“I feel I’m back to where I started.”
“I can’t believe I’ve failed.”
“It’s like I’m taking one step forward and two steps back.”
My clients often find themselves getting better, but then inevitably they “relapse.”
When you commit to improving something in your life, you do get better at it with practice and time. However, practice does NOT make perfect. Think of a sport. An athlete that trains daily and works hard at improving their performance, can become an all-star, but even they will have bad game days. Do their mistakes imply that they’ve lost their skills?
Just like the all-star athlete, we all have bad days or moments of deterioration. But here’s the thing: no bad day or “relapse” can take away what you have already advanced and accomplished in the past.
Unlike math, change in human beings is not linear. We have ups and downs. If we were to graph our progress when we are working on becoming better versions of ourselves, this is what it would look like:
Notice that on some days (dots) will be above average, while others will be below. If you draw a line through your progress data, which direction will it go? Are you headed up towards improvement, stuck in the middle, or in a downward spiral? You’re in constant movement, but you’re always moving forward. Even when you’re headed the wrong way (downward), you still have the wisdom you’ve acquired in the past. This will give you an advantage when you choose to change direction.
I ran the Miami marathon three years ago, but I stopped training consistently and lost my endurance. At times, I wonder how I was able to run for 26.2 miles straight when now I can barely make it to a mile. You would think I’ve gone backward, but I’ve only gone downwards in performance. Going back would mean I wouldn’t believe myself capable of running great distances, which I know isn’t true because I have. I am not able to run far today, but I have in the past and therefore I know I can in the future if I choose to. If I want to become a better runner, all I need to do is change the direction of my graph by training and focusing on one-mile-at-a-time.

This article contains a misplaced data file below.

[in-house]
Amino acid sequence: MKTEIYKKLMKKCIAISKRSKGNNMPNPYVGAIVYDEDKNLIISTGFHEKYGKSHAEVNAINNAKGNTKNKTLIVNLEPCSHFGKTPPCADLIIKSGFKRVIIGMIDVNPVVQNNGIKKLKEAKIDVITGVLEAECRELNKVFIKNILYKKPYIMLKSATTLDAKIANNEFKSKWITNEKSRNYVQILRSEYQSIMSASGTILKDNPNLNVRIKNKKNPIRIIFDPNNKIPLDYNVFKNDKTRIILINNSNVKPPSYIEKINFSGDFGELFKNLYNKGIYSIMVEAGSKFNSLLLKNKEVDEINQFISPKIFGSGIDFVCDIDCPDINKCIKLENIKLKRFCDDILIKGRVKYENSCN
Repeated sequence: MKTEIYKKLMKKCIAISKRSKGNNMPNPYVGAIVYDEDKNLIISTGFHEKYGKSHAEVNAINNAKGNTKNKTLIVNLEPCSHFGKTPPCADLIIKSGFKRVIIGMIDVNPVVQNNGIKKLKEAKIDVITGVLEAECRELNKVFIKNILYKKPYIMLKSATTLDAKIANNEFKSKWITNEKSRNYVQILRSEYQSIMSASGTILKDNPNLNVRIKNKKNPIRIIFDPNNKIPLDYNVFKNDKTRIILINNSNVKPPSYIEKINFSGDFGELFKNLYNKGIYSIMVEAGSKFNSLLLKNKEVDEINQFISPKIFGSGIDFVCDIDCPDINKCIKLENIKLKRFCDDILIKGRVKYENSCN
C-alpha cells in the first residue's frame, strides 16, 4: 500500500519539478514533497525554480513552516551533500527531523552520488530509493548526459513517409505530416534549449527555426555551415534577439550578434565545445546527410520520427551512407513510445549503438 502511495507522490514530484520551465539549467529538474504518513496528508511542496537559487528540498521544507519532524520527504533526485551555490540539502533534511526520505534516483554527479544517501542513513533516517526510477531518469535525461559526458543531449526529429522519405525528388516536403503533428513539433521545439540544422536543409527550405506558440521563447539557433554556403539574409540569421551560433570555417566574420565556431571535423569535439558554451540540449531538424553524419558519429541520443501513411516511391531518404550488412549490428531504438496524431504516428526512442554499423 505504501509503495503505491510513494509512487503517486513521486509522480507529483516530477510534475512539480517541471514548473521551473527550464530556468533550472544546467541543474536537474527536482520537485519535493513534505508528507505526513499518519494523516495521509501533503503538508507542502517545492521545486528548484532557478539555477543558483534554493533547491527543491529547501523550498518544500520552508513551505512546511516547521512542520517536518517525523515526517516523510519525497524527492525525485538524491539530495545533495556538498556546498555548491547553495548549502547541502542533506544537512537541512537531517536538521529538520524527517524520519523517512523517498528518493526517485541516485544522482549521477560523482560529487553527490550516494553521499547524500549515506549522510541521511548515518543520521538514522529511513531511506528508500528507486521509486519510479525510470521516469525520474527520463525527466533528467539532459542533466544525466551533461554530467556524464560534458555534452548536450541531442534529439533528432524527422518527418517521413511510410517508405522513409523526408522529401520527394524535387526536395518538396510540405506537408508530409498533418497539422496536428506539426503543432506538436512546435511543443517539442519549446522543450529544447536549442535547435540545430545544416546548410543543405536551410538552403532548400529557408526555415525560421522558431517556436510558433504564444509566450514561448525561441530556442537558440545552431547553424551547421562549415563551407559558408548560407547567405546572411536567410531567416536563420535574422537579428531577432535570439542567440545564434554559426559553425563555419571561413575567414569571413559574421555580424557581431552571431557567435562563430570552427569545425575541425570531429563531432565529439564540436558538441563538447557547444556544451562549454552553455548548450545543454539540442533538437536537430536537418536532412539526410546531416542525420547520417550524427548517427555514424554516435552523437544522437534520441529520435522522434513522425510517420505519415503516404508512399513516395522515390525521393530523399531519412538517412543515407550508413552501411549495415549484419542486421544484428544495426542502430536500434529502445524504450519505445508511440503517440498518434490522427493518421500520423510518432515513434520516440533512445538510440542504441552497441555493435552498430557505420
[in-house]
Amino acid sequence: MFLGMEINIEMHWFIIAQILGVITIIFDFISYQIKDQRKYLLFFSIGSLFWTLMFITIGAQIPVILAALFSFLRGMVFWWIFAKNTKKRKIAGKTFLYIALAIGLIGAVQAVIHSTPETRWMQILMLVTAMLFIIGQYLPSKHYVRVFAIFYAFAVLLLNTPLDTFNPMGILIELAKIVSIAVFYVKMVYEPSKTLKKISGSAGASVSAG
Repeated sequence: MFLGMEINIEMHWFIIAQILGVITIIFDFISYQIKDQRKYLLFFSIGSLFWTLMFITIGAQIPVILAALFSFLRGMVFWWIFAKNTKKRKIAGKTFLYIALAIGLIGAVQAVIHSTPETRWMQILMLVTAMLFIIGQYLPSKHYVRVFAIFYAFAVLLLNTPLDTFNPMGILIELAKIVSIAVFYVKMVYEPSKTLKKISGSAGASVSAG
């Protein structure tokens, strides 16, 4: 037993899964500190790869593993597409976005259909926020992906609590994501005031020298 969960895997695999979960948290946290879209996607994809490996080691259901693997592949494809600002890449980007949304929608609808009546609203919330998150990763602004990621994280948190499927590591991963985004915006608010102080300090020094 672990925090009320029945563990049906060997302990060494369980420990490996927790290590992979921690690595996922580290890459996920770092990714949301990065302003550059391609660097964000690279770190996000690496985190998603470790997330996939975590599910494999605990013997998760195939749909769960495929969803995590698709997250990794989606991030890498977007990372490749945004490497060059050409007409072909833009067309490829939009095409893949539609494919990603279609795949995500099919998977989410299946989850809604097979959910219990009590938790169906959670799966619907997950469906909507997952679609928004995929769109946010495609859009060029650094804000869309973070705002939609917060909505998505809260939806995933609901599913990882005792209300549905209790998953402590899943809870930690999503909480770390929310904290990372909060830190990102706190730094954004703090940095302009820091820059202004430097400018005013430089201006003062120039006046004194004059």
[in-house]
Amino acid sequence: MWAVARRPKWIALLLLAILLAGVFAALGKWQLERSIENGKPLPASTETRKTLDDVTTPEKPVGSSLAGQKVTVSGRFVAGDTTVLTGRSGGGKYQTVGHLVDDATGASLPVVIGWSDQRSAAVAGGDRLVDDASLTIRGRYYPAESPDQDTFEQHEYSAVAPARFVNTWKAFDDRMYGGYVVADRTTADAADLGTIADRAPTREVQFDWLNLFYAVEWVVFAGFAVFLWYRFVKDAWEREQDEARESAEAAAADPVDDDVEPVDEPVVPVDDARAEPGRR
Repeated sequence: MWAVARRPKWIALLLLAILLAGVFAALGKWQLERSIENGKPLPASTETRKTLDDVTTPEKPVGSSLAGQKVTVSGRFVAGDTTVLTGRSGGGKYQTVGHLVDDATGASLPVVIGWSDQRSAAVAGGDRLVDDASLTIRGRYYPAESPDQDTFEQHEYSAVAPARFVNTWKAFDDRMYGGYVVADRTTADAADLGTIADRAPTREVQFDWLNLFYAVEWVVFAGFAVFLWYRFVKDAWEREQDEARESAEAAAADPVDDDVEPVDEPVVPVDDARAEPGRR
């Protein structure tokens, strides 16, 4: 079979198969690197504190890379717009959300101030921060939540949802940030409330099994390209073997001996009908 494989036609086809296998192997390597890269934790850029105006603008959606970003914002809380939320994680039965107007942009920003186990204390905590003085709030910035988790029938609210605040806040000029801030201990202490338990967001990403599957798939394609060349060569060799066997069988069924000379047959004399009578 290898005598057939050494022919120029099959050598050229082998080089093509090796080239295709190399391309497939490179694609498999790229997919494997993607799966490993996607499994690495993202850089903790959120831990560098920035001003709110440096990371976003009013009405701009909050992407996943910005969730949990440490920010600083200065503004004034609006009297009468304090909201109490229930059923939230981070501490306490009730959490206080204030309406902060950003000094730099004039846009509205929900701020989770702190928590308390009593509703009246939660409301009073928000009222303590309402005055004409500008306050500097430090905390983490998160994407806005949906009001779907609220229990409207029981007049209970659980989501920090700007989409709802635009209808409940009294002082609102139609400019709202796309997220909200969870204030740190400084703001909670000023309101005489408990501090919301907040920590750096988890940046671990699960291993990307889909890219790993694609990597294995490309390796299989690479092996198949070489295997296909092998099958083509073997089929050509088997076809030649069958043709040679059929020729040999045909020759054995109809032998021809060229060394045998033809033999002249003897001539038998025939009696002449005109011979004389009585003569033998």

If you want to persevere and grow, focus on progress instead of your end goal. It’s easy to get discouraged if your eyes are on the 26.2 mark because you can’t do it overnight. You will, however, accomplish your goal if you manage to increase your performance one mile at a time.
The majority of the significant goals in life are a byproduct of the way you live your day -to -day. Hence, if you engage in habits that are aligned with your goals, it is just a matter of time before you achieve them. Unfortunately, our habits are often counterproductive to what we are trying to accomplish. Just like being a couch potato won’t get me to mile 26, having the habit of eating sweets after every meal won’t lead to a thin figure.
Habits are automated and profoundly ingrained, and it can be challenging to unlearn preexisting bad routines and replace them with new, healthy ones. Nonetheless, if you start with one day at a time, the daily victories and accomplishments you experience in the present will accumulate to create the ultimate success. It is the conglomeration of days, weeks, and months of daily decisions that will transform your life.
Change takes time and starts within. People around you may not notice your transformation until you’ve created a long-term habit. If you go to the gym one day for five hours, you will not get home and see a twenty-pound thinner version of yourself in the mirror. One week of kindness will not erase the wounds of years’ worth of aggression. Similarly, it will take more than a month of a positive attitude to change your reputation as a bitter pessimist.
If you are going to the gym, you are being kind, and you are working on your positive attitude, there is progress being made.
FOCUS on your PROGRESS. Pay attention to the day-to-day actions that will become habits with repetition. Are these moving you upward in the graph of your progress?
Seeing nothing doesn’t mean that nothing is happening.
Progress IS happening.